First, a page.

In October 2019, I was called to the Bar of England and Wales as the first Afghan Sikh. This was a proud moment for me, my family and my community. I used to question whether I would fit in and soon realised my background is and will always be my strength. My secret weapons are perseverance, hard work and a passion to learn on this ongoing journey.

Equality and diversity are critical for the rule of law and professional legitimacy. Barristers represent everyone, and the Bar should be more representative of society. Given my background and unique life-experiences, I want to be part of that process and hope people will choose a career in law despite the odds against them.

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𝘼 𝙩𝙧𝙞𝙗𝙪𝙩𝙚 𝙩𝙤 𝙈𝙧 𝙂𝙖𝙟𝙞𝙣𝙙𝙚𝙧 𝙎𝙞𝙣𝙜𝙝, 𝙛𝙤𝙧𝙢𝙚𝙧 𝙈𝙋 𝙞𝙣 𝘼𝙛𝙜𝙝𝙖𝙣𝙞𝙨𝙩𝙖𝙣 محترم سردار گجندر سینگ وکیل اسبق شورای ملی( ولسی جرگه ) افغانستان از سال ۱۳۶۷ الی۱۳۷۱ بتاریخ ۲۰/۰۱/۱۲ در شهر لندن چشم از جهان پوشید 𝘽𝙚𝙞𝙣𝙜 𝙥𝙖𝙧𝙩 𝙤𝙛 𝙖 𝙢𝙞𝙣𝙤𝙧𝙞𝙩𝙮 𝙘𝙤𝙢𝙢𝙪𝙣𝙞𝙩𝙮 𝙞𝙣 𝘼𝙛𝙜𝙝𝙖𝙣𝙞𝙨𝙩𝙖𝙣 𝙝𝙚 𝙬𝙖𝙨 𝙩𝙝𝙚 𝙛𝙧𝙤𝙣𝙩𝙡𝙞𝙣𝙚 𝙨𝙥𝙚𝙖𝙠𝙚𝙧 𝙖𝙣𝙙 𝙪𝙨𝙚𝙙 𝙩𝙤 𝙜𝙞𝙫𝙚 𝙞𝙣𝙩𝙚𝙧𝙫𝙞𝙚𝙬𝙨 𝙩𝙤 𝙙𝙞𝙛𝙛𝙚𝙧𝙚𝙣𝙩 𝙢𝙚𝙙𝙞𝙖 𝙨𝙤𝙪𝙧𝙘𝙚𝙨 𝙨𝙪𝙘𝙝 𝙖𝙨 𝙍𝙖𝙙𝙞𝙤, 𝙏𝙑 𝙖𝙣𝙙 𝙣𝙚𝙬𝙨𝙥𝙖𝙥𝙚𝙧𝙨 𝙩𝙤 𝙗𝙧𝙞𝙣𝙜 𝙖𝙬𝙖𝙧𝙚𝙣𝙚𝙨𝙨 𝙖𝙣𝙙 𝙪𝙣𝙞𝙩𝙮 𝙞𝙣 𝙩𝙝𝙚 𝙘𝙤𝙢𝙢𝙪𝙣𝙞𝙩𝙮. 𝙃𝙚 𝙖𝙡𝙬𝙖𝙮𝙨 𝙚𝙣𝙘𝙤𝙪𝙧𝙖𝙜𝙚𝙙 𝙃𝙞𝙣𝙙𝙪 𝙖𝙣𝙙 𝙎𝙞𝙠𝙝 𝙘𝙤𝙢𝙢𝙪𝙣𝙞𝙩𝙞𝙚𝙨 𝙩𝙤 𝙘𝙤𝙢𝙚 𝙛𝙤𝙧𝙬𝙖𝙧𝙙 𝙞𝙣 𝙩𝙝𝙚 𝙢𝙖𝙞𝙣𝙨𝙩𝙧𝙚𝙖𝙢 𝙨𝙤𝙘𝙞𝙖𝙡 𝙖𝙣𝙙 𝙘𝙪𝙡𝙩𝙪𝙧𝙖𝙡 𝙖𝙘𝙩𝙞𝙫𝙞𝙩𝙞𝙚𝙨. 𝙃𝙚 𝙬𝙖𝙨 𝙖𝙣𝙙 𝙨𝙩𝙞𝙡𝙡 𝙞𝙨 𝙢𝙮 𝙞𝙣𝙨𝙥𝙞𝙧𝙖𝙩𝙞𝙤𝙣. 𝙏𝙤 𝙡𝙚𝙖𝙧𝙣 𝙢𝙤𝙧𝙚 𝙖𝙗𝙤𝙪𝙩 𝙈𝙧 𝙎𝙞𝙣𝙜𝙝'𝙨 𝙡𝙞𝙛𝙚 𝙖𝙣𝙙 𝙝𝙞𝙨 𝙘𝙤𝙣𝙩𝙧𝙞𝙗𝙪𝙩𝙞𝙤𝙣 𝙩𝙤 𝙩𝙝𝙚 𝙨𝙤𝙘𝙞𝙚𝙩𝙮, 𝙗𝙤𝙩𝙝 𝙞𝙣 𝘼𝙛𝙜𝙝𝙖𝙣𝙞𝙨𝙩𝙖𝙣 𝙖𝙣𝙙 𝙞𝙣 𝙩𝙝𝙚 𝙐𝙆, 𝙬𝙖𝙩𝙘𝙝 𝙩𝙝𝙚 𝙛𝙪𝙡𝙡 𝙙𝙤𝙘𝙪𝙢𝙚𝙣𝙩𝙖𝙧𝙮 𝙛𝙞𝙡𝙢 𝙤𝙣 𝙔𝙤𝙪𝙏𝙪𝙗𝙚: https://youtu.be/usmOTLiWQTw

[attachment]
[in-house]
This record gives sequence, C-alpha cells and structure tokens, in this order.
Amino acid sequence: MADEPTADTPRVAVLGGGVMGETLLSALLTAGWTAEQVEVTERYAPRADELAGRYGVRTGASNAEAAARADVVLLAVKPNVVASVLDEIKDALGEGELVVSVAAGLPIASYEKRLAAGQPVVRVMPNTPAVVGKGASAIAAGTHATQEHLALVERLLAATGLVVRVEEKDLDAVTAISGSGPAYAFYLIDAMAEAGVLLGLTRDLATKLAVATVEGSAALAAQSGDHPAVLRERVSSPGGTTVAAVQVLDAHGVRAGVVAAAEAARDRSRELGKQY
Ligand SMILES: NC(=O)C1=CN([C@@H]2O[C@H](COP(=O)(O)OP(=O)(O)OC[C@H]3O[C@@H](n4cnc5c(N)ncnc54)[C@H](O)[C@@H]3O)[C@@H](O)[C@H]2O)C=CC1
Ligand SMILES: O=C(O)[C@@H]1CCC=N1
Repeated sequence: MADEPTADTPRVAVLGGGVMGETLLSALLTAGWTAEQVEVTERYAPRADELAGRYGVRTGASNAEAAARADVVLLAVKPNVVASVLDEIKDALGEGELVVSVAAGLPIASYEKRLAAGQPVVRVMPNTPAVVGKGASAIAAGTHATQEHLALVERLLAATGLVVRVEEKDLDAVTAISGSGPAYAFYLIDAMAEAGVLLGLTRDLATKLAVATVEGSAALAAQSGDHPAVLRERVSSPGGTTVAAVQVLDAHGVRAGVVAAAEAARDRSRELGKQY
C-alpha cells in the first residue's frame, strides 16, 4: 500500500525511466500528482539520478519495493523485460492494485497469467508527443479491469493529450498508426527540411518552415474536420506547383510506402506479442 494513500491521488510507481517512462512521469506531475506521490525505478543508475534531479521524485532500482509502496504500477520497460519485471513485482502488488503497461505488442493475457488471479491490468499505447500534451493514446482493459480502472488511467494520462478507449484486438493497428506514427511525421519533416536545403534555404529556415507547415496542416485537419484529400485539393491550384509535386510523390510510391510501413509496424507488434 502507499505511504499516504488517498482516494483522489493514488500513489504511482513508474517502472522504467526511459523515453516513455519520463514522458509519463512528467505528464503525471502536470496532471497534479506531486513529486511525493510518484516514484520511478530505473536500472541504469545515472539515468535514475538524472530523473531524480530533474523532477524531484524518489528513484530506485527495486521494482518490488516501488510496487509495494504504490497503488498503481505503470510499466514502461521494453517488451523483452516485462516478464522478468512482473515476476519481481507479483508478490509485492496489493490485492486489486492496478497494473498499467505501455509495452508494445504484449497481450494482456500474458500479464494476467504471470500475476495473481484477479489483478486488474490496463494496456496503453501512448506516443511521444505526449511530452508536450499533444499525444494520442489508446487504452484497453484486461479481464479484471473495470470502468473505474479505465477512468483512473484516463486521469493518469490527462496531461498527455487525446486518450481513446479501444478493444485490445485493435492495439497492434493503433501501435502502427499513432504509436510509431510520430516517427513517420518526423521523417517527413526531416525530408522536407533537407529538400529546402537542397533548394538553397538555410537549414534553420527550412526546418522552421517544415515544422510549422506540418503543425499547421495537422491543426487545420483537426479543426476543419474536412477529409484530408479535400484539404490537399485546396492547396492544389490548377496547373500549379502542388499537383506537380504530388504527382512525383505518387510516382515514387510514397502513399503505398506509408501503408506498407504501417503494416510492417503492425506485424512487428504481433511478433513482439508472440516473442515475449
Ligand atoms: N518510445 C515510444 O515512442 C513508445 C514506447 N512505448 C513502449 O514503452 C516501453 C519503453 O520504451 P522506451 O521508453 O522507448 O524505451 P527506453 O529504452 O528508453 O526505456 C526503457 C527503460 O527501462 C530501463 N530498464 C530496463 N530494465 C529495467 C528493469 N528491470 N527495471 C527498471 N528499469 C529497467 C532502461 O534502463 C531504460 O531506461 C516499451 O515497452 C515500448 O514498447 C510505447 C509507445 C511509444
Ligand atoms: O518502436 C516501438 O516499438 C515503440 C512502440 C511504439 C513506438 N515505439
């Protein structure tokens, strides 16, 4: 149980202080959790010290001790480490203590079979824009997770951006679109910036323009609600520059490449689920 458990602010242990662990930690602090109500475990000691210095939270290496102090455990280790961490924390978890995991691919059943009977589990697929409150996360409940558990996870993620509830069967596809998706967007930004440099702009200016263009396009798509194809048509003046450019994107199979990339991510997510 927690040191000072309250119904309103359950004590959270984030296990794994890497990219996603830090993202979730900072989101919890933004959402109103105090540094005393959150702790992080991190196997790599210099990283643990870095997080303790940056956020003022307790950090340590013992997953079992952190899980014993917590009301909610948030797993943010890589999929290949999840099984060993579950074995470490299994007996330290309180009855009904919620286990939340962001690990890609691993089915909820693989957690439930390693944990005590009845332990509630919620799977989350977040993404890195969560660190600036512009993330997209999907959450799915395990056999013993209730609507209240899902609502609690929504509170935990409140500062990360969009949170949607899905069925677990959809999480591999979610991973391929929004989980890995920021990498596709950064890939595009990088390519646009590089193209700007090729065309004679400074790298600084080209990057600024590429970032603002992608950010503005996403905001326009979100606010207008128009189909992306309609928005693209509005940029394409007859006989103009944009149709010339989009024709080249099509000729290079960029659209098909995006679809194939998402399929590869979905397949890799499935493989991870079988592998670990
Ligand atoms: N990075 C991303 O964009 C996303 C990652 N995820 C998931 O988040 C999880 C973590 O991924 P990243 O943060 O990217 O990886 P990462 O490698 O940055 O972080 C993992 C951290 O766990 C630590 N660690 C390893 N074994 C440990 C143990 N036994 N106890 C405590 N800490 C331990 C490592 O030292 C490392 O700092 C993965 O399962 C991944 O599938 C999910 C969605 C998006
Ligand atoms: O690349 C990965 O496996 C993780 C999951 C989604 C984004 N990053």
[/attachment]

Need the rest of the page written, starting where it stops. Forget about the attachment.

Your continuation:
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Source: Dawn

JAHANDAD KHAN

I have seen more than a few visitors to the city of Nankana Sahib become confused after interacting with the town’s Pashto-speaking Sikh community. Conventional history books and media portrayals have conditioned us to view Sikhs as a Punjabi people and Pashto speakers as Muslims. Most Pakistanis and Afghans I know are oblivious to the fact that the majority of Khyber Pakhtunkhwa and Afghanistan’s Sikhs and Hindus have been speaking Pashto and Dari as their first languages since long before the genesis of modern nation states in South Asia. Thus, I was excited to start reading Afghan Hindus and Sikhs: History of a Thousand Years by Inderjeet Singh, hoping to understand more about the origins of a vibrant community that has largely been ignored by historical scholarship and is sadly now on the verge of extinction in Afghanistan.

To counter the modern view that Afghan Hindus and Sikhs are primarily the descendants of merchants who migrated from Punjab at the time of the Sikh empire’s expansion two centuries ago, the book starts with narratives from contemporary historical accounts that point towards the presence of large communities of Hindus residing in Afghanistan around the time of the first millennium AD. Singh offers historical evidence that Hindus served as officers as well as physicians at the court of Mahmud of Ghazni. The book also sheds light on other indigenous faiths that thrived at the time, indicating that Afghanistan was historically a region where diverse spiritual traditions interacted creatively with one another.